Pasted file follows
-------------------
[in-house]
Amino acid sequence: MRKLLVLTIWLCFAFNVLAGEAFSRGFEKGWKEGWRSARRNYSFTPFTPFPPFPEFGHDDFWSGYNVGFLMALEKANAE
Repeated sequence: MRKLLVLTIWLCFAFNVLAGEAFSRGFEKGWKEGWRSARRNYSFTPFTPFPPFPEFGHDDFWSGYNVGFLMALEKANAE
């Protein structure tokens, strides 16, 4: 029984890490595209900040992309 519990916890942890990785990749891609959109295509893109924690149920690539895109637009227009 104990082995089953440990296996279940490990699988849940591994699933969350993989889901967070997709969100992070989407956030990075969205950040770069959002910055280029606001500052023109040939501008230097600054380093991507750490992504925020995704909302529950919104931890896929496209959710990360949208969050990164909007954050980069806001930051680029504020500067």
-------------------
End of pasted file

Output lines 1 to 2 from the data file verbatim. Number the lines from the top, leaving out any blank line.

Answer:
[in-house]
Amino acid sequence: MRKLLVLTIWLCFAFNVLAGEAFSRGFEKGWKEGWRSARRNYSFTPFTPFPPFPEFGHDDFWSGYNVGFLMALEKANAE